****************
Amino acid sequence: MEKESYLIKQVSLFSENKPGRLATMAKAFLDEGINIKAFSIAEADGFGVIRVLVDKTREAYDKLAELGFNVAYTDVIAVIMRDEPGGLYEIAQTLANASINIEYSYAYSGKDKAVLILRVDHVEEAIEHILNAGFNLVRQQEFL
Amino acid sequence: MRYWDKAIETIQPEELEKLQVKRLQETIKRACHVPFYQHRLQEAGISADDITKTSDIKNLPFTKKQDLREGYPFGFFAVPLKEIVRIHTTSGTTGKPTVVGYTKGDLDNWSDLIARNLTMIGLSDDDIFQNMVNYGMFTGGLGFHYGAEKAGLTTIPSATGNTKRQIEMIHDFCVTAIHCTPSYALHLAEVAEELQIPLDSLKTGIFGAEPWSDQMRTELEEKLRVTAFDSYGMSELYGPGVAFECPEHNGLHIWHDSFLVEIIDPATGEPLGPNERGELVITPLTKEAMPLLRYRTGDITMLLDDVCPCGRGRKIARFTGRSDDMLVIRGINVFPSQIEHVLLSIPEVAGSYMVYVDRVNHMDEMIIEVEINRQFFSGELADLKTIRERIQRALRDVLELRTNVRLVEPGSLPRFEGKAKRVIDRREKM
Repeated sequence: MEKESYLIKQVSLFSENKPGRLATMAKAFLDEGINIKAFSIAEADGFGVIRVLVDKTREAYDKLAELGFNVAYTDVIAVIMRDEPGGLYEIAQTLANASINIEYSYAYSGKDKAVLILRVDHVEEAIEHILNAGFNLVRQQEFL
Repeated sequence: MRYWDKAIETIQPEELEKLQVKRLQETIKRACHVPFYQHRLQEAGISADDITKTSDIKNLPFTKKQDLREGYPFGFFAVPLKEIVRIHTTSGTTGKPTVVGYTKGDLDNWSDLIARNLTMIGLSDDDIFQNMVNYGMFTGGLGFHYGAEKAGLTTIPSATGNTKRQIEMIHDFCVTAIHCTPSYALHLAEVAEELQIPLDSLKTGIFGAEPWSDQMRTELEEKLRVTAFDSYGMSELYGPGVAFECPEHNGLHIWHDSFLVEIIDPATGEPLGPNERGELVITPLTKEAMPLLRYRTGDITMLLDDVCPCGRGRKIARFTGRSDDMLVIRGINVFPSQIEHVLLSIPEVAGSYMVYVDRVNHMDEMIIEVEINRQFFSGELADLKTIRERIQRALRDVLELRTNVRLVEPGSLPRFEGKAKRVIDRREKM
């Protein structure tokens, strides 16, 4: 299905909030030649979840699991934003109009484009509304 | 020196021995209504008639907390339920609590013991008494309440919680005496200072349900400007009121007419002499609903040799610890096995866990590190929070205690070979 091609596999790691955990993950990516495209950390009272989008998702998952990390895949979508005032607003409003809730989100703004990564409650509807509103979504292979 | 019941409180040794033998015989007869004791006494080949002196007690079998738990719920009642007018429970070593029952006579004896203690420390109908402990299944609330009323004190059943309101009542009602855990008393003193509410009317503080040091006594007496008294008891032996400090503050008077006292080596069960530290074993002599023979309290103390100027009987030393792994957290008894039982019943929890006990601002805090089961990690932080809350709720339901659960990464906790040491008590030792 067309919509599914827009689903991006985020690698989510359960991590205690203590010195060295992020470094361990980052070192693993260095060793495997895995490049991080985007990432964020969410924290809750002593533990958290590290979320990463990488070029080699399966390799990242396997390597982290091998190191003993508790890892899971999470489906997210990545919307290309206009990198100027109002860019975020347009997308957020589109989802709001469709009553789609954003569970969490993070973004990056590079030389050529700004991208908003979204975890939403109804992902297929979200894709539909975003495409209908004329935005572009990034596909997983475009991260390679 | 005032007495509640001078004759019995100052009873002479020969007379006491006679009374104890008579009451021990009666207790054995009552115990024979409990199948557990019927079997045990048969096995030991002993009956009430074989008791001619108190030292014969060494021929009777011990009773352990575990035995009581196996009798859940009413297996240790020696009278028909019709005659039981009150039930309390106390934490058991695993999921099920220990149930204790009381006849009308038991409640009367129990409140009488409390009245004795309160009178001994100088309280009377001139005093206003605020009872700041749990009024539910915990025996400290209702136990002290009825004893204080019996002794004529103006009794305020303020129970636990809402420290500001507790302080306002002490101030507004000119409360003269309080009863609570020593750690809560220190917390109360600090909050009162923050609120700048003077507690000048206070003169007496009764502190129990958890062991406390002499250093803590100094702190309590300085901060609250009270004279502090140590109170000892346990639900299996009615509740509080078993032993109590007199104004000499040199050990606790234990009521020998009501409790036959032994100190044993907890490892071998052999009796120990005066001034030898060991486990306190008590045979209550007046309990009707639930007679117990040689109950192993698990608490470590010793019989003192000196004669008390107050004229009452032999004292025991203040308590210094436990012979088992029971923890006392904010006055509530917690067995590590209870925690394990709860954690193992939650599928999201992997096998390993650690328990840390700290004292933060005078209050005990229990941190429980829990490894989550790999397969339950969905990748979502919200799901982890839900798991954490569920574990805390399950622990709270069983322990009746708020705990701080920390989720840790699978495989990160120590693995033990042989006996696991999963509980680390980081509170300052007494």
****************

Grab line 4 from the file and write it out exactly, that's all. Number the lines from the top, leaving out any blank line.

Repeated sequence: MRYWDKAIETIQPEELEKLQVKRLQETIKRACHVPFYQHRLQEAGISADDITKTSDIKNLPFTKKQDLREGYPFGFFAVPLKEIVRIHTTSGTTGKPTVVGYTKGDLDNWSDLIARNLTMIGLSDDDIFQNMVNYGMFTGGLGFHYGAEKAGLTTIPSATGNTKRQIEMIHDFCVTAIHCTPSYALHLAEVAEELQIPLDSLKTGIFGAEPWSDQMRTELEEKLRVTAFDSYGMSELYGPGVAFECPEHNGLHIWHDSFLVEIIDPATGEPLGPNERGELVITPLTKEAMPLLRYRTGDITMLLDDVCPCGRGRKIARFTGRSDDMLVIRGINVFPSQIEHVLLSIPEVAGSYMVYVDRVNHMDEMIIEVEINRQFFSGELADLKTIRERIQRALRDVLELRTNVRLVEPGSLPRFEGKAKRVIDRREKM